Does Hunter Dozier Replace Mike Moustakas as Royals Third Baseman?
Considered a reach as the eighth overall pick in the 2013 draft, Hunter Dozier tore up the lower levels of minor league baseball. And with the Kansas City Royals organization lacking a true big league caliber starter at the hot corner, Dozier has a chance to move quickly. However, a promotion to Double-A Northwest Arkansas Naturals saw his numbers fall dramatically from .295/.397/.429 to .209/.303/.312. Are the top-100 prospect’s upper-level struggles a sign of things to come, or a blip on the radar as he makes adjustments?
At the plate, Hunter Dozier shows plus bat speed. A level plane allows the 23-year-old to smack line drives to all fields on a consistent basis. However, this also limits home runs, of which Dozier has hit just 16 over two years despite being drafted with the reputation of a power hitter. While his bat is geared for gap power and high-doubles potential, it will never provide strong home run totals in spite of a strong frame.
At 6-foot-4, 220 pounds, the Texas native needs more physical development in order to maximize his tall, broad-shouldered frame. In general, college picks being maxed out physically by the time they reach Double-A. Dozier is not. A shortstop in college, a focus on staying trim in order to counteract abnormal size for an up-the-middle position makes sense.
Hunter Dozier’s approach at the plate shows patience. An 11.6 Double-A BB% shows a plan to work the pitcher and an attempt at staying within the strike zone. However, these walks are bound to dry up at the highest level. The former SFA Lumberjack reads off-speed pitches as fastballs and chases out of zone. This problem with pitch recognition led to high K-rates (26.2% in Double-A).
Given Dozier is already 23 years old, pitch recognition will always be an issue. And on top of chasing spin low, the third baseman possesses a hole up in the zone. While his level swing plane allows Dozier to stay on top of pitches from the belt down, it causes complications in the upper third of the zone. When contact is made on fastballs up, it results in weak pop-ups or fly outs — even in batting practice. In the below video, notice the high quantity of heaters elevated and breaking pitches out of the zone as the pitcher looks for a chase.
Video by Jen Nevius
As a former shortstop, Hunter Dozier flashes plus range. Quick lateral movement and reactions allow the current Arizona Fall League player to cover ground quickly. Dozier boasts an above average arm for the hot corner, with adequate strength and consistent accuracy. However, the top-100 prospect appears unsure on his backhand. In infield drills, Dozier dropped five consecutive grounders to his backhand. The Royals had a roving instructor in town who worked specifically with the top-10 Kansas City farmhand on this for fifteen minutes. It’s an issue he is working hard on and is worth following as much of Hunter Dozier’s value comes from his glove.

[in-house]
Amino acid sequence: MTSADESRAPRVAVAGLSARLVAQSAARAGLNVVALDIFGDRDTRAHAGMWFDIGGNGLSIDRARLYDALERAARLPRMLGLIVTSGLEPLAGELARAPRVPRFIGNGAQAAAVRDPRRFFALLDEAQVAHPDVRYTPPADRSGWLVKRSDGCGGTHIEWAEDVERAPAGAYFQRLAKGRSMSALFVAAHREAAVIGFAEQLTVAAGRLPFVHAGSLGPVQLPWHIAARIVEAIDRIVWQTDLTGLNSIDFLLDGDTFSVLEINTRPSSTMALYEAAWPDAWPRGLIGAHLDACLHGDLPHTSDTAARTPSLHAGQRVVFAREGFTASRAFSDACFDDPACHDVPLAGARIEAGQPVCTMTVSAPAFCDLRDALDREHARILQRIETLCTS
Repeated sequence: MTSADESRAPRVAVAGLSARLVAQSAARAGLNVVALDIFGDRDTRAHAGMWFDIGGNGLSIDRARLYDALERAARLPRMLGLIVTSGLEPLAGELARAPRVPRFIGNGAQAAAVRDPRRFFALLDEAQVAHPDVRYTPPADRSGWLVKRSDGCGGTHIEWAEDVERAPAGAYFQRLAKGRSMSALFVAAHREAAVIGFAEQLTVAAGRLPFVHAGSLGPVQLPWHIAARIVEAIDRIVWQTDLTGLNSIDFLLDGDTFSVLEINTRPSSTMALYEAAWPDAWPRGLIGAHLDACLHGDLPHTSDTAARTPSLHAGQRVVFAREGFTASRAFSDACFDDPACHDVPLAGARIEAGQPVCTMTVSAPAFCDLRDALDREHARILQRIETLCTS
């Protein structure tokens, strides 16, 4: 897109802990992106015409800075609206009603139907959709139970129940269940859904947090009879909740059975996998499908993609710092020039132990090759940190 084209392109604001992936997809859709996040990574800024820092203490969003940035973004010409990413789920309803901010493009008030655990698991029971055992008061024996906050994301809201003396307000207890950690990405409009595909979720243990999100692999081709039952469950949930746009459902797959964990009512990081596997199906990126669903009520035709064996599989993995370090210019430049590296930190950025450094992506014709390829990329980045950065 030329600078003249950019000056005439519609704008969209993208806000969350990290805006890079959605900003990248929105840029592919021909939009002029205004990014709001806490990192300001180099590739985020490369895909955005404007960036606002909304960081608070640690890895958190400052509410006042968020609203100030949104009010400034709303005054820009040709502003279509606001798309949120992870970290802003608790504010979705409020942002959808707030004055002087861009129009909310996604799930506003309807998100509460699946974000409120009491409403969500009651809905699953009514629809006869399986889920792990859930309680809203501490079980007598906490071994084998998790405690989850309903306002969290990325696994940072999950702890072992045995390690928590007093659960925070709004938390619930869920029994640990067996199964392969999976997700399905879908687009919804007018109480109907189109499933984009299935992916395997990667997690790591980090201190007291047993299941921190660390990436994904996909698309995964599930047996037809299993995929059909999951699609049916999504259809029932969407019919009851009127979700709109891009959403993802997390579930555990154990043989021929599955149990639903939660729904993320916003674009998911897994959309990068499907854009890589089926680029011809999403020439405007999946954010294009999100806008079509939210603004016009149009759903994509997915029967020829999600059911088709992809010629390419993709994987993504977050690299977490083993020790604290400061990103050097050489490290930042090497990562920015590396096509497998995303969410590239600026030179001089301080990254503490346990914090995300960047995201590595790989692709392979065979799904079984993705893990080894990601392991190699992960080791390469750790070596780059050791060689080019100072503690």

Shortcomings in the 2013 draft pick’s swing and pitch recognition limit his ability to be an impact player with the bat. However, plus defense combined with league average offensive production for third base, a reasonable expectation, will easily make Hunter Dozier an everyday player. He’s at least a full season away, but Dozier will be a better player than the incumbent third baseman Mike Moustakas, forcing a change in Kansas City.
Tool Present Future Projected Role Everyday Third Baseman Hitting Ability 25 50 Power 25 45 Speed 55 50 Fielding Ability 55 60 Arm 50 55
Owning Hunter Dozier
Two reports at ROTOscouting, two projections of a solid, but unspectacular all-around player. This can be interpreted two ways. On one hand, this sounds like a large number of third baseman who were undervalued as prospects. Josh Donaldson. Kyle Seager. Chase Headley. All are good glove men whose bats were expected to be in the average range. Strong defense afforded each the opportunity to adjust to MLB pitching while creating value with the glove. A poor defender would have had a shorter rope.
On the other hand, players like Hunter Dozier will always be fringe owns in dynasty leagues because owners will always be looking to upgrade. Before assuming Dozier falls into the category, keep in mind Pablo Sandoval batting .278 with 14 home runs and zero steals in 2013, accumulating $6 in actual value — 13th among third basemen.
Hunter Dozier probably won’t become a star, but the glove will prop him up while fantasy baseball owners find out what he is. Lesser glove men including Lonnie Chisenhall and Matt Davidson can leave teams guessing for years as they shuttle up-and-down from Triple-A to the show. Meanwhile, they fail to reach their ceilings because of the juggling. – Mike Newman
13 Nov 2014 / Grant Schiller /
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